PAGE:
LEVERETT — Residents Steve Wiess and Eva Gibavic, representing the Rattlesnake Gutter Trust, or RTG, came before the Selectboard last week to begin the process of applying for grant monies to pay for future uses of the former road. Annual Town Meeting voted last month to close Rattlesnake Gutter Road as a publicly maintained thoroughfare.

“The section of Rattlesnake Gutter Road that lies on town land has been discontinued, enabling us to become eligible for grants,” Wiess said. “It’s time to develop a plan to restore the road as a recreational trail, for the long term, and to begin drafting the grant proposals that we will need to start submitting, beginning in the fall.”

Wiess and Gibavic wanted to confirm the Selectboard is still interested in working with the RTG. The representatives also wanted to know if the Selectboard would be the formal sponsor of the grant proposals.

Wiess explained that if the Selectboard is the named sponsor for grants it will make dealing with the money streamlined and much easier. A private sponsor would have to receive the money from a grantor, Mass Trails for instance, then be reimbursed.

“It sounds like an easy thing to do,” said board member Patricia Duffy. “Is there any disadvantage to doing it?”
Procurement law is not understood by most volunteers serving on town boards and committees. Town Administrator Margie McGinnis picked up the microphone. “If you guys have immunity from procurement law, because you’re a nonprofit, you lose that if the town sponsors” the grant applications.

Procurement law requires licensed contractors and laborers be paid at prevailing wage rates, more in line with rates paid in eastern Massachusetts. Grant funds would pay for much less work if the RGT has to comply.

Gibavic said the RGT is not a non-profit. She also confirmed the RGT will do the work associated with the grant applications for Community Preservation Act money or a Mass Trails grant from the commonwealth. Wiess said they will report regularly to the Selectboard.

New Selectboard member Jed Proujansky, seasoned by serving on the Finance Committee and other assignments, raised another difficulty the RTG might encounter if the grants are under prevailing wage statutes: disagreeable contractors.

“You’re obligated to take the lowest bid,” Proujansky said. “The people submitting the lowest bid may not be the people you want to work with … It all becomes part of a controlled bid process.”

Gibavic said the RTG wasn’t completely settled on what the grant applications would encompass. The current intention is to apply for a grant of about $25,000. Whether it’s a planning grant or to accomplish work on the trail itself, that has not been decided.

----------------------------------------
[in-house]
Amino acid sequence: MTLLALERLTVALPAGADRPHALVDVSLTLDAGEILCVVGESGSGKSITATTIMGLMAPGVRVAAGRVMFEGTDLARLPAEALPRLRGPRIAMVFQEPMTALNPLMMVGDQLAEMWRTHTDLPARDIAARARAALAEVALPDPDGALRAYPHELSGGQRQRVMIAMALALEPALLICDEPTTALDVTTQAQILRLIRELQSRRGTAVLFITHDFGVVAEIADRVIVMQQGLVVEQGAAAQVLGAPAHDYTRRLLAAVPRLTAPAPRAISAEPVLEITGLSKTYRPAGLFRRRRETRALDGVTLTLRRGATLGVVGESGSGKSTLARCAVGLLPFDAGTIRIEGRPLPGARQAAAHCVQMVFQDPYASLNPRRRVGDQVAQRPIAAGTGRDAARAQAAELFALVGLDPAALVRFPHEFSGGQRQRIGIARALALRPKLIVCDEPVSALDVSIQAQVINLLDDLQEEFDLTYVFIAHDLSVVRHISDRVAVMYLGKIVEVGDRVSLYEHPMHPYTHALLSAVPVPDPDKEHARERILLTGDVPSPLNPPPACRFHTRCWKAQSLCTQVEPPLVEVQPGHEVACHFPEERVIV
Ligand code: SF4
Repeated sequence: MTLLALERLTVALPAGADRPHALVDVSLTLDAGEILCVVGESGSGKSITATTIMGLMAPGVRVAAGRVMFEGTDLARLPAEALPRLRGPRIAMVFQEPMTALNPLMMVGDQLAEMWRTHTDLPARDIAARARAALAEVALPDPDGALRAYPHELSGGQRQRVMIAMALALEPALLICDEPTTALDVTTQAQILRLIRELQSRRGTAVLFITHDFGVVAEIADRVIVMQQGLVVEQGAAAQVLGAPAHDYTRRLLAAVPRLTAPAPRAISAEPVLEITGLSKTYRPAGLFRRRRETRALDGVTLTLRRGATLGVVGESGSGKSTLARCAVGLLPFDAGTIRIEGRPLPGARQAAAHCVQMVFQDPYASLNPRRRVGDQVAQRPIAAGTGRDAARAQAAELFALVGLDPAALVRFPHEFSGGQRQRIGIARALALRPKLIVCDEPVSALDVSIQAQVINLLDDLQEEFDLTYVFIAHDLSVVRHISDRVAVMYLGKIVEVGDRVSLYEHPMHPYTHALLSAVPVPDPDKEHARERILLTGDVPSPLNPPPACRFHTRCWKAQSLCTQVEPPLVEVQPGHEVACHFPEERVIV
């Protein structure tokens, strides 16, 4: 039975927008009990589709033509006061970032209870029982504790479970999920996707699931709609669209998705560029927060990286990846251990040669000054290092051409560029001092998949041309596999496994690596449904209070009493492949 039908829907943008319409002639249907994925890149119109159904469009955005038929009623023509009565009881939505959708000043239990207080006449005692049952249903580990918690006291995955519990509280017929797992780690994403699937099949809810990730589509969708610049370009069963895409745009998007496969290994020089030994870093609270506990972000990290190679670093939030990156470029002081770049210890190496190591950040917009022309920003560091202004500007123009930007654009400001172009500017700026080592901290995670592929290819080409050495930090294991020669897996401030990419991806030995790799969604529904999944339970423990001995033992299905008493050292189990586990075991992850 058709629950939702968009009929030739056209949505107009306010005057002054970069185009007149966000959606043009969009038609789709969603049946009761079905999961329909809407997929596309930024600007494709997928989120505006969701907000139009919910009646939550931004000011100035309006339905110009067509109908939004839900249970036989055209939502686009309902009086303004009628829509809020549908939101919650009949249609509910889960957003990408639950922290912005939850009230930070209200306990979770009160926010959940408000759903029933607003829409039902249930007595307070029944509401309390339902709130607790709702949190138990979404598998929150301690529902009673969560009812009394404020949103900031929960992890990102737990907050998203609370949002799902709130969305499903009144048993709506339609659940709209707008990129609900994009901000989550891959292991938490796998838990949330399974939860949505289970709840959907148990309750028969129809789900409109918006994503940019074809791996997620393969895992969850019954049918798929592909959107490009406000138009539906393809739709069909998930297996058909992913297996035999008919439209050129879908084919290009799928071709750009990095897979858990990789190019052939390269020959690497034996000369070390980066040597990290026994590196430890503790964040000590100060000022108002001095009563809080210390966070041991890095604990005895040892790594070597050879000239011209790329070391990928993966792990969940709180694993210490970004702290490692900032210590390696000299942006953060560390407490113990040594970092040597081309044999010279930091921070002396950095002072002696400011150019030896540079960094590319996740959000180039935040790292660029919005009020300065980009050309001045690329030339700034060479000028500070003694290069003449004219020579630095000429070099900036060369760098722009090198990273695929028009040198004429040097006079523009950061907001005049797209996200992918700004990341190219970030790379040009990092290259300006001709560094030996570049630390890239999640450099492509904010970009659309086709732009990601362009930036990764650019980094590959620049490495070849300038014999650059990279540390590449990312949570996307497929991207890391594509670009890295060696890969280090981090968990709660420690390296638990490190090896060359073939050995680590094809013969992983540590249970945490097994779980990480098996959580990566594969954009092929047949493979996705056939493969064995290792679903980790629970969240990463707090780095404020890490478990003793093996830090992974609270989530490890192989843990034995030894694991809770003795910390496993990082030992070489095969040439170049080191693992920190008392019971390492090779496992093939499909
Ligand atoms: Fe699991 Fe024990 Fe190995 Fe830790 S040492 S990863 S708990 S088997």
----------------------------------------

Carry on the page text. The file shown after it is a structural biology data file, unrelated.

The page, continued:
Gibavic and Wiess have been involved in the effort to settle the fate of Rattlesnake Gutter Road for many months, culminating in the Town Meeting decision to close it. Hankinson had no concerns the two would disappear when the work started.

“If two or three people wandered in off the street, I would have reservations,” Hankinson said. “With you, I’m not concerned. You’re in it for the long haul.”

Wiess said they would be returning for another visit with the Selectboard when more details of the work are settled. Board members voted unanimously to partner with the RTG to secure the grant.

Wiess also came before the board to offer a constructive response to the number of open positions on committees and boards. Wiess said volunteers are essential for running the town.

“The way this town is structured, it depends on people volunteering to take up a number of roles,” Wiess said. “People aren’t volunteering because they’re not getting paid a great deal to take on responsibilities for the town.”

Wiess’s suggestion was to send letters to residents discussing the need for volunteers to serve on committees. Wiess said it should be the responsibility of someone in an elected or appointed seat to find their replacement when they decide to step down. The letter, which he volunteered to write, would cost between $900 and $1,000.

“If we could encourage even ten people to really think about and maybe volunteer for one of these open positions, it would be worth it,” Wiess said. “It’s always been an ordeal to recruit people to serve.”

Hankinson happily weighed the prospect of a recruitment drive.

“The notion of having a committee recruitment drive, driven by someone other than the Selectboard or Town Hall, I think sounds refreshing, especially since you’re doing the work,” Hankinson told Wiess.

Duffy contributed an interesting option: create a culture of recruitment where those leaving a position find their replacement, advertise in the town newsletter and reassure residents the positions aren’t that demanding.

Duffy said residents may feel intimidated and under-skilled for positions on the Finance Committee.

Board members voiced the most enthusiasm for Duffy’s idea to stage a recruitment day at the town transfer station. Committee members would engage residents dropping off recyclables to talk up a committee seat, chat about what it’s like to make decisions and that it is a responsibility of residents to serve their community.

Proujansky praised the idea of a transfer station recruitment day, as did Hankinson and Duffy. Hankinson, a veteran of the Selectboard, knows too well the difficulties of recruiting. No vote was taken on Wiess’s idea of a letter, but Hankinson wanted him to write one.

“Our efforts to fill empty positions has been an ongoing process,” Hankinson concluded. “I don’t want someone to walk away from this table saying, we lost the enthusiasm.”